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The City & Wall St are a hotbed of lawbreaking & regulation isn’t working

Trust me I'm a banker - BBC Scotland The implications of the latest survey of the City of London’s culture are stunning. The study by University of Notre Dame and a law firm revealed that nearly a fifth of respondents believed that “financial service personnel must sometimes engage in unethical or illegal activity to be successful in the current financial environment”. It found that there had been a “marked decline” in ethics over the last 2 years and, most worryingly of all, that half the respondents regarded law enforcement and regulatory authorities as ineffective in detecting, investigating and prosecuting securities violations.

In the US the survey findings were even more disturbing: a quarter of US respondents admitted they would use insider trading to make a guaranteed $10m if they believed they could get away with it. So since regulation has patently failed, what should now be done?

This regulatory ineffectiveness is all the more remarkable given the size of recent penalties imposed. Last year the Financial Conduct Authority levied a record of £1.4bn of fines, largely accounted for by the £1.1 bn paid by 5 banks to settle charges over manipulation of the foreign exchange market. In this year Barclays alone is expected to pay out some £2bn over this same issue.

These are enormous sums, but what the attitudinal survey clearly shows in the light of the magnitude of these fines is that the bankers have decided they’re acceptable as the price for continuing with business as usual. That reinforces the failure of regulation when at the same time the banks, the most powerful lobby in the country, have already begun a major pushback against any further regulation and are hand in pocket with the new Tory government, half of whose party funding they supply.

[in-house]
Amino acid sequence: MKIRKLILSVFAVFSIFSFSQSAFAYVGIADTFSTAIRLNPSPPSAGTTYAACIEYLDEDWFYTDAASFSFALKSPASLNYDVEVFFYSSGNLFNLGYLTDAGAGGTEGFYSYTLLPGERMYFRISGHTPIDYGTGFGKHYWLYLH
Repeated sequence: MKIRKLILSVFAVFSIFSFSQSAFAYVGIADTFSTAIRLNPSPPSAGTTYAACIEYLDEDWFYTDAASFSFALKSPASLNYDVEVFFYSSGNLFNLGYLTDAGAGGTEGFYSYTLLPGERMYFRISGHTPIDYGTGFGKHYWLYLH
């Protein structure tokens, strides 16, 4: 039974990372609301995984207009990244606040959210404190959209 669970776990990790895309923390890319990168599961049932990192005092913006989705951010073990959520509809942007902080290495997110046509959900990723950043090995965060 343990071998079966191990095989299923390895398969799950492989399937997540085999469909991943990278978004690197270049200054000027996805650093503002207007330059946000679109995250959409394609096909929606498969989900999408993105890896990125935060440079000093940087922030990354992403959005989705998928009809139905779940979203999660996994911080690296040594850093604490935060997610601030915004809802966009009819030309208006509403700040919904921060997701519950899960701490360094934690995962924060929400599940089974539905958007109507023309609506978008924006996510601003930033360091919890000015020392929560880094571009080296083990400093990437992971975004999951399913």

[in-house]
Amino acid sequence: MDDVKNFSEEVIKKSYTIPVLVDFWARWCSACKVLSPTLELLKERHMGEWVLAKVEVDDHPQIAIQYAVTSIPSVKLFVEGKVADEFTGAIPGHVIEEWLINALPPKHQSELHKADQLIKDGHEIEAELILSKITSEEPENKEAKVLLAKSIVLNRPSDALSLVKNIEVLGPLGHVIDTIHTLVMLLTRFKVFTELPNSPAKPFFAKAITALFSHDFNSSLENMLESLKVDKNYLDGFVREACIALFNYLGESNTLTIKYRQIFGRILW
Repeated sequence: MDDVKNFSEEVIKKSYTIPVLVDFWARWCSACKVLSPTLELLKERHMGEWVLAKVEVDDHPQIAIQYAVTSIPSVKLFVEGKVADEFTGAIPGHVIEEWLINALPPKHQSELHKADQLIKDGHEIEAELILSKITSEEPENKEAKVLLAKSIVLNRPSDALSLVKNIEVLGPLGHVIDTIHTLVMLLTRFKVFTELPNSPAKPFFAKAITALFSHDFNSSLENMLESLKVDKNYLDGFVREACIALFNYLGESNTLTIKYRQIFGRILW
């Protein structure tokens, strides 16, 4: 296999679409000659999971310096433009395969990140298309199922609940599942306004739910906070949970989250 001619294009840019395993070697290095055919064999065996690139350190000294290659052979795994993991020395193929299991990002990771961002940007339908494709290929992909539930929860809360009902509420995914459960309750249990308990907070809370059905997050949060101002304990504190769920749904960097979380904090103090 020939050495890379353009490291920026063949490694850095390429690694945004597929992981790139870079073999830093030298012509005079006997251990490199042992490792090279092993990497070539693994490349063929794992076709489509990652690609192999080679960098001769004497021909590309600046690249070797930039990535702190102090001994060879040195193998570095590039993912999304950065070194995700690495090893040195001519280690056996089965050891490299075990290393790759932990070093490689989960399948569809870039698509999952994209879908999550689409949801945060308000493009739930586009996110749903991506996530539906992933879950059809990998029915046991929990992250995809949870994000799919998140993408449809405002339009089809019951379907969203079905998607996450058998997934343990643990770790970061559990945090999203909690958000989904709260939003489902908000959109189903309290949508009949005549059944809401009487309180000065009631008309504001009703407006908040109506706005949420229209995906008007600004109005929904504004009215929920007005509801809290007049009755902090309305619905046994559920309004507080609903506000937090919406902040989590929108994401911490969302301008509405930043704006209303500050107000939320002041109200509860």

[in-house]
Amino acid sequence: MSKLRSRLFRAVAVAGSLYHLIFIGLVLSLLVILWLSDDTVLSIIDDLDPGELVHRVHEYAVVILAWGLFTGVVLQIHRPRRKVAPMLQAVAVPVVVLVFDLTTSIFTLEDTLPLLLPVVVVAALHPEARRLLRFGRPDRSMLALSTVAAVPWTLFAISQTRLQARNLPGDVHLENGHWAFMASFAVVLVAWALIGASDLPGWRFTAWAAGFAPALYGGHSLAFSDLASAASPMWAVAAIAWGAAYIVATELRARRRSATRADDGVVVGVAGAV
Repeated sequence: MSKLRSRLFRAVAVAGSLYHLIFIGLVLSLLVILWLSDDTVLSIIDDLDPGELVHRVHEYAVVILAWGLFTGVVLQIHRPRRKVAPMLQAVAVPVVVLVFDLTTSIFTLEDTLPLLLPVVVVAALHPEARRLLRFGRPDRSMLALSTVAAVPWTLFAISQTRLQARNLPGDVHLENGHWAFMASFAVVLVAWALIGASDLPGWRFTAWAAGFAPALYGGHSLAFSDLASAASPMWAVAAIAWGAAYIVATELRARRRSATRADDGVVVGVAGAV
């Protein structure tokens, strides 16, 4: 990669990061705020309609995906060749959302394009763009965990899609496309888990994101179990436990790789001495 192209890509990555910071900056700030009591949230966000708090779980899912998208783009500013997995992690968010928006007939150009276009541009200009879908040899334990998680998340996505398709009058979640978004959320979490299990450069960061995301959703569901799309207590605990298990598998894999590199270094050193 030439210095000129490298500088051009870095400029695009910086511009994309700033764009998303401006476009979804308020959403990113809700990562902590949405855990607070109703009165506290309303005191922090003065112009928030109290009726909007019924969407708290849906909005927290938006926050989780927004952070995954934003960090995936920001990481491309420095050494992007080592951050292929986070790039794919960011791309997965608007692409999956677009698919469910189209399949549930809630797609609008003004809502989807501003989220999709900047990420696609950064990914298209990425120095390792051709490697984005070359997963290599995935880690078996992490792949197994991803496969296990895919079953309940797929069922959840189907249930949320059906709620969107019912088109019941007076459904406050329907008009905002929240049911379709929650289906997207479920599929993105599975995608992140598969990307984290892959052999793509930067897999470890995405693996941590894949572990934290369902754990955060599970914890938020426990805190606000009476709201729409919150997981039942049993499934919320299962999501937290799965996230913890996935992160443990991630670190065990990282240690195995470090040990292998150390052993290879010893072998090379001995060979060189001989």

Further, stronger regulation may be called for, but is unlikely to make any radical change to the culture since the fines are effectively collected by the shareholders whilst the boardroom, the perpetrators, act with impunity.

There are thus only two real deterrents left:

  • One is to prosecute the lawbreaker executives and if found guilty, then depending on the gravity (or regularity) of the offence, either disqualify them from any further employment in the finance sector or send them to prison for a stiff sentence – remembering that benefit fraud on a comparatively trivial scale still receives a custodial sentence.
  • The other solution is to recognise that the private banking model is now so irreversibly broken and contaminated that the Big 4 should be broken up, a regional network of specialist banks serving industry like the German Mittelstand be created, and an ethical code of conduct be incentivised and enforced.

Image credit: BBC Scotland

7 Comments

  1. Robert says:

    Yesterday the American law enforcements made a statement which really did make me laugh. They said these fines will ensure that anyone who breaks the laws can expect us to come down hard on them, nobody can now expect to get away with breaking the laws.

    We are now going to fine a number of banks which will show others that you will not get away with breaking the laws.

    So which person will be paying these fine and since we are talking about Billions here, how many bankers can we expect to find in jail, answer on the back of a stamp, none.

    These fine are the yank ways of trying to recover some of the loses but the people who schemed and did these scam are walking away free totally completely free for god sake.

    But do not worry I will be the one and millions like me who will be the people who will suffer.

    What a bloody scam, I wonder why none of those bankers are jailed is it because they would state which politicians knew about it.

  2. J.P. Craig-Weston says:

    Basically well YAWN.

    But nonetheless I’ll still try to dignify this with something approaching a semi-serious response:

    King James Bible

    “And why beholdest thou the mote that is in thy brother’s eye, but considerest not the beam that is in thine own eye?”

    I’d argue strongly that the only real differences between the often criminal, actions of the members of the banking fraternity and those of our many thieving, greedy and thoroughly dishonest MP’s, (Balls, Burnham Cooper, Miller, Laws, et al spring immediately to mind) are those of scale and opportunity.

    The biggest and most persistent bias/prejudice and the root of so much that has gone awry with the British Labour establishment is the frankly very common middle class prejudice that; of course it’s not wrong when we do it, only when some else does.